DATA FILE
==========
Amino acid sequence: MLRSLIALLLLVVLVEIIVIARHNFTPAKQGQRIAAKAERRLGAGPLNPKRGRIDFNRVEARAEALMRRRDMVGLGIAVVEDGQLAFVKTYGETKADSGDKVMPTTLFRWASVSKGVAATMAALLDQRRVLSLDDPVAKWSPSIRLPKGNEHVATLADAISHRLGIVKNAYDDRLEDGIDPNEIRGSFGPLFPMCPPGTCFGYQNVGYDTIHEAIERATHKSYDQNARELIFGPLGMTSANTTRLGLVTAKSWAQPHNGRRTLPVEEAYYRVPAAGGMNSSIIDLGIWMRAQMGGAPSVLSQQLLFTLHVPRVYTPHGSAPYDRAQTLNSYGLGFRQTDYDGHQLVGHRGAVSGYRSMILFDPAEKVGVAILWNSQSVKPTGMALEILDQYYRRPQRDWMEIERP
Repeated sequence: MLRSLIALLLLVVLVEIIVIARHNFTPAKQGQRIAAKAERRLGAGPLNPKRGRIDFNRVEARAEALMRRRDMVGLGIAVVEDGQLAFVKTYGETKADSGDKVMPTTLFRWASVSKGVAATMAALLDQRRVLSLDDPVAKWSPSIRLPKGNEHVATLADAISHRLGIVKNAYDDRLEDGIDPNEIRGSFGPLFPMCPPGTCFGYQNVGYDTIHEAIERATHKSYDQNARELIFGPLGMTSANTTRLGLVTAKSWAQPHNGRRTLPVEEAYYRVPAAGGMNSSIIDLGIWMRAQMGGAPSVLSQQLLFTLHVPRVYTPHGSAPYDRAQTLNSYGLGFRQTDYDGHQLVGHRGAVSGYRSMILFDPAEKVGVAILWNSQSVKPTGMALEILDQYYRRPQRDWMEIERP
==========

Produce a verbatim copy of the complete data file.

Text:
Amino acid sequence: MLRSLIALLLLVVLVEIIVIARHNFTPAKQGQRIAAKAERRLGAGPLNPKRGRIDFNRVEARAEALMRRRDMVGLGIAVVEDGQLAFVKTYGETKADSGDKVMPTTLFRWASVSKGVAATMAALLDQRRVLSLDDPVAKWSPSIRLPKGNEHVATLADAISHRLGIVKNAYDDRLEDGIDPNEIRGSFGPLFPMCPPGTCFGYQNVGYDTIHEAIERATHKSYDQNARELIFGPLGMTSANTTRLGLVTAKSWAQPHNGRRTLPVEEAYYRVPAAGGMNSSIIDLGIWMRAQMGGAPSVLSQQLLFTLHVPRVYTPHGSAPYDRAQTLNSYGLGFRQTDYDGHQLVGHRGAVSGYRSMILFDPAEKVGVAILWNSQSVKPTGMALEILDQYYRRPQRDWMEIERP
Repeated sequence: MLRSLIALLLLVVLVEIIVIARHNFTPAKQGQRIAAKAERRLGAGPLNPKRGRIDFNRVEARAEALMRRRDMVGLGIAVVEDGQLAFVKTYGETKADSGDKVMPTTLFRWASVSKGVAATMAALLDQRRVLSLDDPVAKWSPSIRLPKGNEHVATLADAISHRLGIVKNAYDDRLEDGIDPNEIRGSFGPLFPMCPPGTCFGYQNVGYDTIHEAIERATHKSYDQNARELIFGPLGMTSANTTRLGLVTAKSWAQPHNGRRTLPVEEAYYRVPAAGGMNSSIIDLGIWMRAQMGGAPSVLSQQLLFTLHVPRVYTPHGSAPYDRAQTLNSYGLGFRQTDYDGHQLVGHRGAVSGYRSMILFDPAEKVGVAILWNSQSVKPTGMALEILDQYYRRPQRDWMEIERP